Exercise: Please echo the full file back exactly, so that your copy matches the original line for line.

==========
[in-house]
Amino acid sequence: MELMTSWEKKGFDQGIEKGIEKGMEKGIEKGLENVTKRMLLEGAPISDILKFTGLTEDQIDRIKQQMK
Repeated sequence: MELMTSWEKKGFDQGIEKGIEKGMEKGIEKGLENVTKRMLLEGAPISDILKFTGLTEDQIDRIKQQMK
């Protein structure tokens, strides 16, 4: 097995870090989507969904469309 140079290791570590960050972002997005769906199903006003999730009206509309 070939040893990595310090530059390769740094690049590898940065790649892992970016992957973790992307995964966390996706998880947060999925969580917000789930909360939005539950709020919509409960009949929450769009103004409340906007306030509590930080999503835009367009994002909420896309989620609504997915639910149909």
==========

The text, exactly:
[in-house]
Amino acid sequence: MELMTSWEKKGFDQGIEKGIEKGMEKGIEKGLENVTKRMLLEGAPISDILKFTGLTEDQIDRIKQQMK
Repeated sequence: MELMTSWEKKGFDQGIEKGIEKGMEKGIEKGLENVTKRMLLEGAPISDILKFTGLTEDQIDRIKQQMK
């Protein structure tokens, strides 16, 4: 097995870090989507969904469309 140079290791570590960050972002997005769906199903006003999730009206509309 070939040893990595310090530059390769740094690049590898940065790649892992970016992957973790992307995964966390996706998880947060999925969580917000789930909360939005539950709020919509409960009949929450769009103004409340906007306030509590930080999503835009367009994002909420896309989620609504997915639910149909």